Lots Of Folks Have Lots Of Guns But It Only Takes One.

Gun-sense Nation is all agog because of some news out of Harvard and Northeastern which claims that roughly 3% of Americans adults – which is 7.7 million – between them own 8 to 140 guns each, for an average personal ownership of 17 guns.  These ‘super’ gun owners, according to the not-yet-but-soon-to-be released study, together have 130 million guns sitting around their homes which constitutes what Mother Jones calls the ‘craziest’ statistic about guns.

buyback            Let me break the news gently to my friends in Gun-sense Nation: having 17 guns around is nothing.  Down in Chesterfield County, SC, ol’ boy name of Brent Nicholson’s got, according to the County Sheriff, an ‘ass-load’ of guns, probably around 5,000 or so. Out in Southern California in the ritzy neighborhood known as Pacific Palisades, the cops broke into the home of a fellow who had been dead for a couple of days and found over a thousand guns.

Right now I’m kinda light when it comes to guns that I personally own; last time I looked my pile was somewhere around 60 or so, and I hope my wife doesn’t read this column because she’ll tell me to sell some more.  I got a call from a fellow the other day who’s step-father just died, his mother found a bunch of guns down in the basement and doesn’t want them around the house so I told him that I would buy the whole bunch, sight unseen, for five thousand bucks.  To which my wife then said, “we don’t have any room for the damn things so do me a favor and sell some of the ones you have.” I don’t see her selling any of her shoes, btw, but I gotta sell my guns, right?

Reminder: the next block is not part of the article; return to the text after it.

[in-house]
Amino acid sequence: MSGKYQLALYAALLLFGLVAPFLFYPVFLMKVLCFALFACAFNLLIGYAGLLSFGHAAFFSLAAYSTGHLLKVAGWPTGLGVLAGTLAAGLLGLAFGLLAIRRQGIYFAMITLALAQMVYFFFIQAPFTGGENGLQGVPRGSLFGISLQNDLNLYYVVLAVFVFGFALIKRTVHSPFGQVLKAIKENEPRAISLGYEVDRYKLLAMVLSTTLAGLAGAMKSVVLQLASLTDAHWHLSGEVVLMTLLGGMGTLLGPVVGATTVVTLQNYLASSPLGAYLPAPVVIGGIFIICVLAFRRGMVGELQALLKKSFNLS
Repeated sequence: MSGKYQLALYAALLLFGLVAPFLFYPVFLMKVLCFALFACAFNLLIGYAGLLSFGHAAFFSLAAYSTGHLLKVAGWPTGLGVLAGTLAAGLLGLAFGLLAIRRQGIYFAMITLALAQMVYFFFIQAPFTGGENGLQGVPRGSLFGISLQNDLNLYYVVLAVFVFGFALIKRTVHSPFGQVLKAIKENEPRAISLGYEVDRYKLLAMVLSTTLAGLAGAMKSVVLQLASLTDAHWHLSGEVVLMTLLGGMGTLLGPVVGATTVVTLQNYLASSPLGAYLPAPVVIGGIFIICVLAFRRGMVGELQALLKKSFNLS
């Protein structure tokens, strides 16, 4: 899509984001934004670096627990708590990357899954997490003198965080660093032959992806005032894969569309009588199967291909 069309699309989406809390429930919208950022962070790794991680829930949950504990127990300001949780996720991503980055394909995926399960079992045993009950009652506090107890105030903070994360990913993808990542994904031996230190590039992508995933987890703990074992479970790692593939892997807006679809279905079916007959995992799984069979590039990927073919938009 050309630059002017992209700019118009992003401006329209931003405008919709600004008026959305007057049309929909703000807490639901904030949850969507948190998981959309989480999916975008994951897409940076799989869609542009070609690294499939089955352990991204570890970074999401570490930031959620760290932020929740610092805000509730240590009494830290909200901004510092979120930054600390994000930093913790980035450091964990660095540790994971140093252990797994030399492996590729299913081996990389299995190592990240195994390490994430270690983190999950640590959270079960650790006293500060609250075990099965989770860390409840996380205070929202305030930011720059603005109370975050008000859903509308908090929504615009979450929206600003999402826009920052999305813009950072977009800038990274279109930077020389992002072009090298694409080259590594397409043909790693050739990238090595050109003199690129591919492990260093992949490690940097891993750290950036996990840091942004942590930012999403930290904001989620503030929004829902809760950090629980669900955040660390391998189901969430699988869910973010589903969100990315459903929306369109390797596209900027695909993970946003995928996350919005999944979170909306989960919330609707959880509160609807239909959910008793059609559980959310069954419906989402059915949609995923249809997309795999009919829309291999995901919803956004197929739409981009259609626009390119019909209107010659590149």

I get lots of nasty comments from members of Gun-nut Nation whenever I refer to my guns as ‘adult toys.’  But that’s exactly what they are.  Owning all that metal doesn’t in any way make me ‘free’ (actually it ties me down because I can’t imagine packing the damn things up and moving them all to a new home); it doesn’t protect me from terrorism or any other kind of threat; it doesn’t support my 2nd-Amendment ‘rights.’  I own all those guns because I like owning guns – it’s as simple as that.  I had toy guns around me from almost the time I could walk, I bought my first, real gun when I was twelve years old, over the sixty years since then I have probably bought and sold more than 1,000 personal guns. Sound like a lot?  That’s a little more than one a month. That’s no big deal.

And by the way, between 1956 when I bought my first real gun and 2008, not a single one of those transactions was protected by any kind of Constitutional ‘right,’ and not a single one of those transactions was in any delayed or prohibited because I didn’t have any kind of Constitutional protection for owning a gun.  If the 2nd Amendment is what keeps a gun-grabber like Hillary from taking away my guns, how come gun-grabbing liberals didn’t try to ban guns before Dick Heller took his case to the Supreme Court?

You can invest gun ownership with any kind of social, cultural or legal rationale that you choose, but the only reason why most people actually own guns is because there’s nothing that says they can’t. They might want to believe that their guns will protect them from crime, and on very rare occasions someone actually does use a gun to keep a bad guy from breaking down the back door, but a lot more people accidentally shoot themselves than shoot someone else who otherwise might cause them harm.

Is there any connection between the number of guns I own or have owned and the fact that 115,000 Americans get injured or killed each year with guns?  There sure is.  Called a gun.

5 thoughts on “Lots Of Folks Have Lots Of Guns But It Only Takes One.